Friday, May 22, 2015

Yes: The Marriage Referendum and the importance of family

Today I went to the voting booth today with my mother, and we had our obligatory conversation about how my grandmother was born into a world which would have denied all three of us the vote because of our gender. We say this every time we vote. It's a tradition. Every family has those things - conversations and topics you return to, like the chorus of a song.

I was privileged today to vote with my family of origin. This is a privilege that not everyone enjoys. There are people voting with heavy hearts today, knowing that their family of origin has voted against their future and their right to equality.

And that's why I voted for the right of everyone to create their own family.

There is a perception that a family necessarily consists of mammy, daddy and suitably adorable little ones, that marriage and kids automatically makes a family. As someone without kids, but to whom family is enormously important, this bugs me.

Because family is not something that happens. It's something that is made. My family was made from long talks over cups of tea with friends, giggling fits, from hearing the urban legends of my family of origin, from connecting with my husband's family, from hard times and easy ones, and - yes - from standing in front of a smiling state registrar who said "I now pronounce you husband and wife."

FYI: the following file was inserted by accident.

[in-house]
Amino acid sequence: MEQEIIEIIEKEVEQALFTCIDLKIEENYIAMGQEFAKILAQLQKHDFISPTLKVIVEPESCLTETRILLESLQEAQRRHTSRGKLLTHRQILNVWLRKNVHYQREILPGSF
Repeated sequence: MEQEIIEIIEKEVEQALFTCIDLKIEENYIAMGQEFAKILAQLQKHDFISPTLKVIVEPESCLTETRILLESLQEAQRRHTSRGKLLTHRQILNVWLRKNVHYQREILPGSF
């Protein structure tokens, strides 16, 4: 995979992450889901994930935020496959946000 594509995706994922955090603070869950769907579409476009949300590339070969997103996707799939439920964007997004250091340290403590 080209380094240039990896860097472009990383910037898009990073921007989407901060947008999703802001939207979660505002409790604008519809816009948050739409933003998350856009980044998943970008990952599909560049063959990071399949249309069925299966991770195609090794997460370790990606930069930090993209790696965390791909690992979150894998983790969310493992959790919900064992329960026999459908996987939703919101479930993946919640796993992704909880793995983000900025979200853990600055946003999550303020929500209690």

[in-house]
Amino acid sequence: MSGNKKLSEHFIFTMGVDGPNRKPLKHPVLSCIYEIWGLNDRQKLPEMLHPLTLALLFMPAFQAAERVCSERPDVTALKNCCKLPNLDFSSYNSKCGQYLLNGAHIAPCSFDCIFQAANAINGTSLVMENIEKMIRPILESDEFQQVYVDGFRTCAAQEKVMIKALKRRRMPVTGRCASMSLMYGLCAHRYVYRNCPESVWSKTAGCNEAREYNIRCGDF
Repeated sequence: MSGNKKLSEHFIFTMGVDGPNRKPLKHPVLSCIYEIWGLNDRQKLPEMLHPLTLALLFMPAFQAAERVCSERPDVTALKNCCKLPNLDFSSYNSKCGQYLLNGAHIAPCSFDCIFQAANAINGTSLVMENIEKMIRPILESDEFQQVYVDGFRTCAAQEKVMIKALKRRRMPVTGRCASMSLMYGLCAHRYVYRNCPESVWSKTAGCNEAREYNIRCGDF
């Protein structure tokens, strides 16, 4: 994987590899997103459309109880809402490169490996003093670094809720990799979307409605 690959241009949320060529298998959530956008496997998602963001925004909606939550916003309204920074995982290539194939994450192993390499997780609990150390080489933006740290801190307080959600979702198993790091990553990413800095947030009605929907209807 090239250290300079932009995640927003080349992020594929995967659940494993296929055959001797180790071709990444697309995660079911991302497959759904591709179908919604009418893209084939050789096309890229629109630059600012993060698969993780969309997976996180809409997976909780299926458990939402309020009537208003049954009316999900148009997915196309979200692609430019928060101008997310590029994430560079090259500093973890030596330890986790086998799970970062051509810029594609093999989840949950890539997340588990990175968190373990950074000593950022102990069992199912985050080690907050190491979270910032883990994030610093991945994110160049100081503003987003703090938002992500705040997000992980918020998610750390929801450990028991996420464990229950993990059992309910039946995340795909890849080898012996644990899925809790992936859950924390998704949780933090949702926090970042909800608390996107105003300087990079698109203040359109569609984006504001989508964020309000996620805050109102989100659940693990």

My mother was there that day. So were my brothers and my sister, my nieces and nephew. So were my husband's family, and the friends we had chosen to be our family. How lucky were we, to enjoy that? Not everyone does.

I didn't just create a family by getting married, although that was certainly a big part of it - I created family with my friends too. Just think how much more important the right to create a family is for people who face hostility from the family where they started out.

And today, I voted with, and for, my chosen sisters and my chosen brothers. Today I voted with the family I chose, so they could all have the right to choose their own families too.

To say nothing of the legal equality that a Yes result will bring, everyone must have the right to create a life filled with acceptance and love.

I believe in family, and so there was only one way to vote. And I'm proud to be a part of the nationwide family who voted Yes.


  1. Well said. Hopefully the yes side wins. It is simply a matter of civil and human rights, and it is the right thing to do.


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